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What Can We Do?: Practical Ways Your Youth Ministry Can Have a Global Conscience Paperback – August 27, 2011

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What Can We Do?: Practical Ways Your Youth Ministry Can Have a Global Conscience + The Youth Worker's Guide to Helping Teenagers in Crisis (Youth Specialties)
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Product Details

  • Paperback: 176 pages
  • Publisher: Zondervan/Youth Specialties (August 27, 2011)
  • Language: English
  • ISBN-10: 0310670357
  • ISBN-13: 978-0310670353
  • Product Dimensions: 5.9 x 0.5 x 8.9 inches
  • Shipping Weight: 8 ounces (View shipping rates and policies)
  • Average Customer Review: 4.5 out of 5 stars  See all reviews (2 customer reviews)
  • Amazon Best Sellers Rank: #371,961 in Books (See Top 100 in Books)

Editorial Reviews

About the Author

David Livermore (PhD, Michigan State University) is president and partner of the Cultural Intelligence Center in East Lansing, Michigan, and author of several books, including Leading with Cultural Intelligence and Serving with Eyes Wide Open. He is a visiting research fellow at Nanyang Technological University in Singapore and has consulted with and trained leaders in one hundred countries across the Americas, Africa, Asia, and Australia. www.davidlivermore.com

Terry Linhart (PhD, Purdue University) is Chair of the Religion and Philosophy Department at Bethel College, Indiana where he teaches ministry-related courses. His research and writing has focused on missions, evangelism, multicultural ministry, and leadership development. He is the co-author of Evangelism Remixed: Empowering Students for Courageous and Contagious Faith, and author of Middle School Talksheets: Life of Christ and High School Talksheets: Life of Christ. Terry and his wife, Kelly, have three teenagers, Lauren, Jayson, and Sean.

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2 of 2 people found the following review helpful By Justin R. Hanneken on October 10, 2011
Format: Paperback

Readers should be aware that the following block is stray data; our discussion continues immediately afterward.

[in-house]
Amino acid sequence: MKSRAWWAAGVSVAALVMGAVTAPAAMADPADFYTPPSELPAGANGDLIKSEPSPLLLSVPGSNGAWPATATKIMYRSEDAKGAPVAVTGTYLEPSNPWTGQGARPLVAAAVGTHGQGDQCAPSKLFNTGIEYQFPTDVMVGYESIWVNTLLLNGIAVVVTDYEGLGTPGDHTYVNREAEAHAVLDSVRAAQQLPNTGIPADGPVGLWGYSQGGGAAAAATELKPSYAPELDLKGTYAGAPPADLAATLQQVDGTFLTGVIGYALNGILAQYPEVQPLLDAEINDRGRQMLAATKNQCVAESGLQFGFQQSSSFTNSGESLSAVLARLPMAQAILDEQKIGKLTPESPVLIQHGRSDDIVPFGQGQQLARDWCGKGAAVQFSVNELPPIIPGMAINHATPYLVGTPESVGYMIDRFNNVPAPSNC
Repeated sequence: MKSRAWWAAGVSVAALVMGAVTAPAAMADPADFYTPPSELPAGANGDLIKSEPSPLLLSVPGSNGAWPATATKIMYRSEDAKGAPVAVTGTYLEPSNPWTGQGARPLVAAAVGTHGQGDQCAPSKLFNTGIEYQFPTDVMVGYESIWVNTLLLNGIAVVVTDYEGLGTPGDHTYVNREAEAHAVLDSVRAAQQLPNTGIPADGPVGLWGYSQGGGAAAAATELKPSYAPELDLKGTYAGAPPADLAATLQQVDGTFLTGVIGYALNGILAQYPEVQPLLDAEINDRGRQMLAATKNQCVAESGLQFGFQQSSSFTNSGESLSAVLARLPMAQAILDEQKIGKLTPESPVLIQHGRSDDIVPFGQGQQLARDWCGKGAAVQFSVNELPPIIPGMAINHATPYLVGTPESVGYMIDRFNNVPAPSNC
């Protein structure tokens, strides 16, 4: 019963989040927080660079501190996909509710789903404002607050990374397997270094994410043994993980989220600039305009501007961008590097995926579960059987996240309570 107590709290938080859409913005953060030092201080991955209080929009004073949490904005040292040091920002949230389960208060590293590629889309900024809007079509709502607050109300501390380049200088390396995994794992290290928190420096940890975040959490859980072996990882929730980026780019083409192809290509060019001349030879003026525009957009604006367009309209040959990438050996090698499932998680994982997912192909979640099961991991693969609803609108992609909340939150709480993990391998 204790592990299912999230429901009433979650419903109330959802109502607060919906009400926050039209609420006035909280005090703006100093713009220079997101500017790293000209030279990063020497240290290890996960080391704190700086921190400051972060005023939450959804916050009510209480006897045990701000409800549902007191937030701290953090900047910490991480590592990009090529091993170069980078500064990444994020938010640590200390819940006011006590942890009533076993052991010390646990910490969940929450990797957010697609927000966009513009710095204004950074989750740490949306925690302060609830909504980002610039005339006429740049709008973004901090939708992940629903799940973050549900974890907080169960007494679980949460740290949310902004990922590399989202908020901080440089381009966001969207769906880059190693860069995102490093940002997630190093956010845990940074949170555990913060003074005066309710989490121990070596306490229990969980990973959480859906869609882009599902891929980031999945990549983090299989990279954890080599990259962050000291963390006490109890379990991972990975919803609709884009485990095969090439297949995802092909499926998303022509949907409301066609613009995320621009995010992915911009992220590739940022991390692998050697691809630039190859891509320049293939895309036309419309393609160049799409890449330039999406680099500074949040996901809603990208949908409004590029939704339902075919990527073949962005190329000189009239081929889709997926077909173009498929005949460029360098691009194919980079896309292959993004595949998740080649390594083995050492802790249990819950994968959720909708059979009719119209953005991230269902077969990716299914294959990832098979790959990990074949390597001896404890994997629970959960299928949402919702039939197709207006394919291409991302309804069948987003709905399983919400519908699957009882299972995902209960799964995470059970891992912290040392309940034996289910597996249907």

Dr. David Livermore and Dr. Terry Linhart's latest book, What Can We Do? released last month. This text aims to provide youth ministers with practical ways they can get their teens putting their faith in to action. Fostering a global conscience has come to permeate the ethos of evangelical youth ministry in the past few years. A timely release, What Can We Do?, follows the authors Global Youth Ministry (YS Academic) book, which contains stories of youth workers reaching youth around the world.

In What Can We Do?, the authors advocate for churches to be at the forefront of offering solution-oriented responses to how youth can make a difference today. Packed with case studies, you read real-life scenarios from youth around the world as the authors weave the stories in to their teaching contained in each chapter. See, Learn, and Serve are the 3 sections of this text, as the authors remind us how "twenty years ago, most North American Christians spent very little time talking about subjects such as poverty, HIV/AIDS, immigration, and the need for clean water" (p. 25). As I read this text, glimpses of Livermore's Cultural Intelligence work shine through. Resources and websites show up throughout the text as well.

In an age where it's rare to find a youth group that has not crossed an international border, Livermore & Linhart break down the 7 billion-person population of the world in to a Global Village. Clearly the highlight of this text, the authors provide a snap shot of 100 people representing the world. Of those one hundred: fifty are malnourished, 1 has a college education, and 1 has HIV. The other statistics are tangible, and yet, heart-wrenching - you have to read them for yourself.
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I purchased this book out of a sustained interest in the intersection of religion and public life (professionally, I split my time as the youth minister of an evangelical church on the north side of Chicago and also as the communications assistant for a movement of faith-based climate change activists). I was pleased to see the authors, David Livermore and Terry Linhart, write what I believe to a sorely-needed resource: a practical guide for youth groups aspiring to "change the world" beyond short-term mission trips and polarizing politics.

The meat of the book are 9 chapters on various contemporary issues -- such as poverty, human trafficking, and the environment. Each chapter concludes with a list of practical ways a youth group could faithfully respond. These issue-based chapters are sandwiched by short reflections on global awareness and "glocal" service for Christian teenagers. At 167 pages, the book is purposefully concise; readers interested in delving deeper into a particular subject should take advantage of the "Resources" section at the end of each chapter.

I majored in global studies & conflict transformation for undergrad, so most of the issues discussed in this book I had already studied in-depth. Rather than new knowledge, the value of the book for me was seeing complex issues distilled into their most important points relative to youth ministry (I sometimes forget teenagers don't need every piece of information floating around in my head before they can carry the pain of the world in their hearts).
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